Absorban acidification Al algae Arctic As Benthos Biological effects Ca Cd conductivity Contaminant transport Cr Cu Data management Discharges Environmental management Epiphyton Eutrophication Fe Fish Food webs Hydrography K Local pollution Long-range transport Mapping Mg Mn N NH4 Ni NO2-NO2 Nutrients Pb pH phytoplankton Sediments Si Spatial trends Temperature Temporal trends TOC Total nitrogen Total phosphor V Zn zooplankton Turbidity Benthic fauna Chlorophyll Secchi depth Litoral zone Sublitoral zone Profundal zone Pelagic zone
6. Interactions between meiofauna and mat-forming microbes at the sediment-water interface - implications for benthic-pelagic coupling in coastal systems

The project investigated small-scale biotic interactions between laminated microbial communities and meiofauna at light-exposed sediment-water boundaries of estuarine lagoons. The production and biological structure of these systems is mainly determined by complex processes at the sediment-water interface which depend on finely scaled patterns, requiring appreciation of how the biota interact within these scales. We tested whether changing light conditions and active emergence of the harpacticoid species Mesochra lilljeborgi and Tachidius discipes are mediated by the activity of benthic oxygenic and anoxygenic phototrophic microbes. Two hypotheses were tested which addresses to the question of causality between changing light conditions and active emergence of the harpacticoid copepods. (1)The harpacticoid copepods T. discipes and M. lilljeborgi will enter the bottom water during daylight when oxygenic photosynthesis of cyanobacteria and eukaryotic algae is blocked and conditions at the sediment-water interface have turned anoxic. (2)Both species will not emerge during dark exposures when transferred to sterilized sediments.

Biological effects Biology copepod microbial communities interactions Sediments Ecosystems
7. The significance of localised nutrient regeneration for the development and maintenance of nuisance macro-algal blooms in shallow embayments

The main objective was to investigate the importance of the sediment as a nutrient source for blooms of nuiscance filamentous algae. Nutrient fluxes from the sediment were hypothesised to be of greater importance in maintaining algal biomass than were nutrients originating from the overlying water column. We aimed to assess the relative importance of algal mats on sediment geochemistry and nutrient release under stillwater and controlled flow conditions. Using nutrient fluxes as a surrogate for ecosystem function, we wished to investigate the role of species richness in maintaining the integrity of nutrient diagenesis. In this context, it is not necessarily the number of species that is important in maintaining nutrient supply to algal blooms, but the contribution individual species make to mediate nutrient release.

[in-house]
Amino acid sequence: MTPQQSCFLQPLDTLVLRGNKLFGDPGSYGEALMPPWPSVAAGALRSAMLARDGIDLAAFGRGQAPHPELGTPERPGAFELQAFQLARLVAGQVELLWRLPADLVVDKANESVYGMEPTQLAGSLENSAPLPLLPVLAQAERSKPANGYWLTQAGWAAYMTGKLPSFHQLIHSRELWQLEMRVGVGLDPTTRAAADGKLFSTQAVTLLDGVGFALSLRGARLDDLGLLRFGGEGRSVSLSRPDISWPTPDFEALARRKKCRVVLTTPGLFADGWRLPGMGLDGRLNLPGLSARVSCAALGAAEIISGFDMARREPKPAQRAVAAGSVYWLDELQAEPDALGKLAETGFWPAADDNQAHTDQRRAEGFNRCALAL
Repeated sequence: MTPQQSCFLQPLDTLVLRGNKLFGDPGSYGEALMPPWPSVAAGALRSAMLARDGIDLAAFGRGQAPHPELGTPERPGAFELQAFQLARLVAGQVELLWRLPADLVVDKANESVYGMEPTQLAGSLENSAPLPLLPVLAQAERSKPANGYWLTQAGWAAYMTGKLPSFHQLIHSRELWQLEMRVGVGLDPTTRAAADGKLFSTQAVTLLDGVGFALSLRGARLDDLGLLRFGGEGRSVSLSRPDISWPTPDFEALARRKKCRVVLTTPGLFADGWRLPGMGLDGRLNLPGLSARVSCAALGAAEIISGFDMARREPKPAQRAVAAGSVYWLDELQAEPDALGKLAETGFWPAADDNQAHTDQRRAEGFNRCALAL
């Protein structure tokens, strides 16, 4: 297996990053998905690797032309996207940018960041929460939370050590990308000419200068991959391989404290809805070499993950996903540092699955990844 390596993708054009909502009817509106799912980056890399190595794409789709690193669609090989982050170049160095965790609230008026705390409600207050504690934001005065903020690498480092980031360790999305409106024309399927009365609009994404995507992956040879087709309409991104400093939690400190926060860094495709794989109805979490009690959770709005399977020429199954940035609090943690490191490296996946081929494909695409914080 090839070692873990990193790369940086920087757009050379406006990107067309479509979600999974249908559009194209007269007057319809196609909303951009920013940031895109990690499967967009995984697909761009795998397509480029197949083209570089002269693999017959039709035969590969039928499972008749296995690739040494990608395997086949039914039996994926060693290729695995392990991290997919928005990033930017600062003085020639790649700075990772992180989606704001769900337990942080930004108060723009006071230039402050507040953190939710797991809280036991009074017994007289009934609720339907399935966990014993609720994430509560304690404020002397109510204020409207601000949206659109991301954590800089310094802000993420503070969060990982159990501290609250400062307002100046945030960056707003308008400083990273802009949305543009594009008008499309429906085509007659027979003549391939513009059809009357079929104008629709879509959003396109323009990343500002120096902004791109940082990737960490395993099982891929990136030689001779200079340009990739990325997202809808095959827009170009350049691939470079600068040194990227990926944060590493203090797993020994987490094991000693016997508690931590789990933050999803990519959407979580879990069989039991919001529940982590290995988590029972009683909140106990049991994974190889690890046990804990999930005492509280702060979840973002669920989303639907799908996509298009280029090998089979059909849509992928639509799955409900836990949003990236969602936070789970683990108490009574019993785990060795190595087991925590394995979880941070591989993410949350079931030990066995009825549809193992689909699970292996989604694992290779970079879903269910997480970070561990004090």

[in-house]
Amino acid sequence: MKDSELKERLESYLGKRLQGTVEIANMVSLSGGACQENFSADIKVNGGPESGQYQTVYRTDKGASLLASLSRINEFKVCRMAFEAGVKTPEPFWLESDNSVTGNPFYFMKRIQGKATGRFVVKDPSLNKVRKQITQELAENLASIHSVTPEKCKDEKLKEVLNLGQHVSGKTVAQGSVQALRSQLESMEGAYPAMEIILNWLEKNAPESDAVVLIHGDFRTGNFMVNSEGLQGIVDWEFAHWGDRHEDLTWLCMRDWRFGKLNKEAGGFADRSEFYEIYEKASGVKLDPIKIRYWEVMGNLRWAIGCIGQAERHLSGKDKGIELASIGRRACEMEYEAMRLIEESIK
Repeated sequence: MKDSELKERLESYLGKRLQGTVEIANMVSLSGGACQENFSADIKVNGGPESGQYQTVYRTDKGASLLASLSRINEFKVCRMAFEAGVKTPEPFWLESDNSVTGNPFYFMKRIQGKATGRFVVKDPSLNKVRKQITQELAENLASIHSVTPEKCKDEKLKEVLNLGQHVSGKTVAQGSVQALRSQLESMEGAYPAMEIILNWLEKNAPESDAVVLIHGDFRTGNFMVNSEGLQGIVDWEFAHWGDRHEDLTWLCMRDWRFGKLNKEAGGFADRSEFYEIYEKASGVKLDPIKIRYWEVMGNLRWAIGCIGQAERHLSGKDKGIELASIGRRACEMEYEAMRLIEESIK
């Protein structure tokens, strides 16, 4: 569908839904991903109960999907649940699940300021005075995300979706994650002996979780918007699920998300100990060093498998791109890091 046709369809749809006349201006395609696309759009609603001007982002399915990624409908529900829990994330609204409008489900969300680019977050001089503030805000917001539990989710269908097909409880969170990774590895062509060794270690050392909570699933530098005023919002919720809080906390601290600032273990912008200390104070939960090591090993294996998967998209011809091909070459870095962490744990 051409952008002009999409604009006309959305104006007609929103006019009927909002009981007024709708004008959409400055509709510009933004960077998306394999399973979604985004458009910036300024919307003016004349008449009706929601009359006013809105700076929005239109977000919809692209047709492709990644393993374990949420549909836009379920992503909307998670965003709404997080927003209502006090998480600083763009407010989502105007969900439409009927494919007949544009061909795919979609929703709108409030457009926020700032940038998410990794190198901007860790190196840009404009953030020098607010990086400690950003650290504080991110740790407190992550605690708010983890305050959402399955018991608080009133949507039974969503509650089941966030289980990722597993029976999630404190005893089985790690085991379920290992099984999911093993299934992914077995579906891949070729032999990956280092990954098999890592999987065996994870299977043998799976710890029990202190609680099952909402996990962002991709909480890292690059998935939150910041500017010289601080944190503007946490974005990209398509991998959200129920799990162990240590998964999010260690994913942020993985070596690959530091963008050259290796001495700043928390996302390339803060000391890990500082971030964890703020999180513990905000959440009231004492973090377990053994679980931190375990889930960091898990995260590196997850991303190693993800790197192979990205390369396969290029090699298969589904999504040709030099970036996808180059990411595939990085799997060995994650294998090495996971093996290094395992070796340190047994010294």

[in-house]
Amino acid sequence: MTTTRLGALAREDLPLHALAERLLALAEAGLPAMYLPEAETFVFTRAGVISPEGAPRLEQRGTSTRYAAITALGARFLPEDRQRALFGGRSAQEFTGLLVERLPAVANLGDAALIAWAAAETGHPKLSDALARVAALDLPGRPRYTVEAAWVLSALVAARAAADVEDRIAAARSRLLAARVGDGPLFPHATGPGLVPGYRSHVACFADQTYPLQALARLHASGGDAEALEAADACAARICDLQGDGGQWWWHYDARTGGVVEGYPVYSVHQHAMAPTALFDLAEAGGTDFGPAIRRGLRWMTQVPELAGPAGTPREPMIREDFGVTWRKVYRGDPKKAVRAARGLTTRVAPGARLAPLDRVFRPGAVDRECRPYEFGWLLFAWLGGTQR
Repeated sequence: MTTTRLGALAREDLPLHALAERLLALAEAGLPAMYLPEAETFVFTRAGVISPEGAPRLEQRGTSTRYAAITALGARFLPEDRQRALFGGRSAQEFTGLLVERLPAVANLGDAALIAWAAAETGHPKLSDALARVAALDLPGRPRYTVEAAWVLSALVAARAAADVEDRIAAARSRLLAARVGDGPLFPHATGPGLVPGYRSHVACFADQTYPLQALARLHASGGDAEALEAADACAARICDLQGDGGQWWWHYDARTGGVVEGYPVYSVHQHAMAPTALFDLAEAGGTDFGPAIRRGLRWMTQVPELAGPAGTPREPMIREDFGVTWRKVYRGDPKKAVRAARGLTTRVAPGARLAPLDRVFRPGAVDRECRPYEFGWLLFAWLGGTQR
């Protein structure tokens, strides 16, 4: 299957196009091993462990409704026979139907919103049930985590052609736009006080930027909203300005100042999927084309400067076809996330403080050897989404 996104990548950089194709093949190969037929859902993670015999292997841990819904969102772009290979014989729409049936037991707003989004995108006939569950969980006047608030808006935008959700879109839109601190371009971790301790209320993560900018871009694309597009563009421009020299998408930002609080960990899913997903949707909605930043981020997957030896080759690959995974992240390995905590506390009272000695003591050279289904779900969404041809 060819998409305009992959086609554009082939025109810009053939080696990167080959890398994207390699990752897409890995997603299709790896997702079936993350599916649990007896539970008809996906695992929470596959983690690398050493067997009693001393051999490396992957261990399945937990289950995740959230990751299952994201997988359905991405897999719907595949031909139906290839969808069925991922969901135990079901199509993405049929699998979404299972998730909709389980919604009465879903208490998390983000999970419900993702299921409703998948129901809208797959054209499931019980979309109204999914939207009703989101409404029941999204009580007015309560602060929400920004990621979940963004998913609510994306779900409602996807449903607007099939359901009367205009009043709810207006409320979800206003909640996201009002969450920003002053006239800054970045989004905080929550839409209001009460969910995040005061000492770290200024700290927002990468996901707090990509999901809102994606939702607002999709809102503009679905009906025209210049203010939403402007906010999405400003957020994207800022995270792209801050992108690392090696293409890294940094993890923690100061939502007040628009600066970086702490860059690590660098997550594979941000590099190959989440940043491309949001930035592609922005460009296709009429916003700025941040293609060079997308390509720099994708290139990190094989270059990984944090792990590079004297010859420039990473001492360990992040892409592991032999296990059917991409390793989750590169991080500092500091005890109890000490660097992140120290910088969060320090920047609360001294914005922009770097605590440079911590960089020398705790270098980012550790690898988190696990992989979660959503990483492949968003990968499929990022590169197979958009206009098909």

Biological effects Biology bloom filamentous algae nutrient flux Sediments
8. Metabolic and behavioural reactions of Nordic krill, Meganyctiphanes norvegica, from Gullmarsfjorden towards environmental factors

The phsyiological and locomotive reaction to factors that influence environmental behaviour of Nordic krill from the Gullmarfjorden were studied in terms of swimming energetics, predator avoidence and food utilization. In a newly developed experimental approach, individuals were maintained under defined conditions in flow through chambers and continuously monitored for swimming activity and oxygen consumption. Chemical, physical and biological parameters were applied and the reaction of the krill determined. Stress levels, defined this way, will serve as a reference for unfavourable conditions in the field. Thermal characteristics of digestive enzymes from the midgut gland were furthermore identify the optimum conditions for nutrient assimilation. The results will contribute to the understanding of diel vertical migration, dispersion and aggregation of krill which, in turn is essential for the interpretation of ecosystem dynamics and trophic interactions.

Biological effects Biology krill predator avoidence swimming energetics food utilization oxygen consumption
9. Study of the mechaninsms of inorganic carbon acquisition in macroalgae of the Swedish westcoast

The aim of our work was to study the occurrence of inorganic carbon pumps in the cell membrane and their importance in the supply of C for photosynthesis in different macrophyte species. This was performed by checking and comparing responses of several green, brown and, especially, red marine macroalgae species under CO2 disequilibrium conditions in the presence of buffer and/or inhibitors of carbon uptake. In addition, the effect of the different treatments was also checked in the marine phanerogam Zostera marina.

Biological effects Biology photosynthesis CO2 macrophytes
10. Benthic Flux rates. Measurement of flow rates through and fluxes from individual tubes and burrows of benthic organisms

To asses the utility of a new range of microelectrode sensors in measuring the flux rates of oxygen and nutrients across the sedimentary diffusive boundary layer and into and through macrofaunal tubes and burrow structures.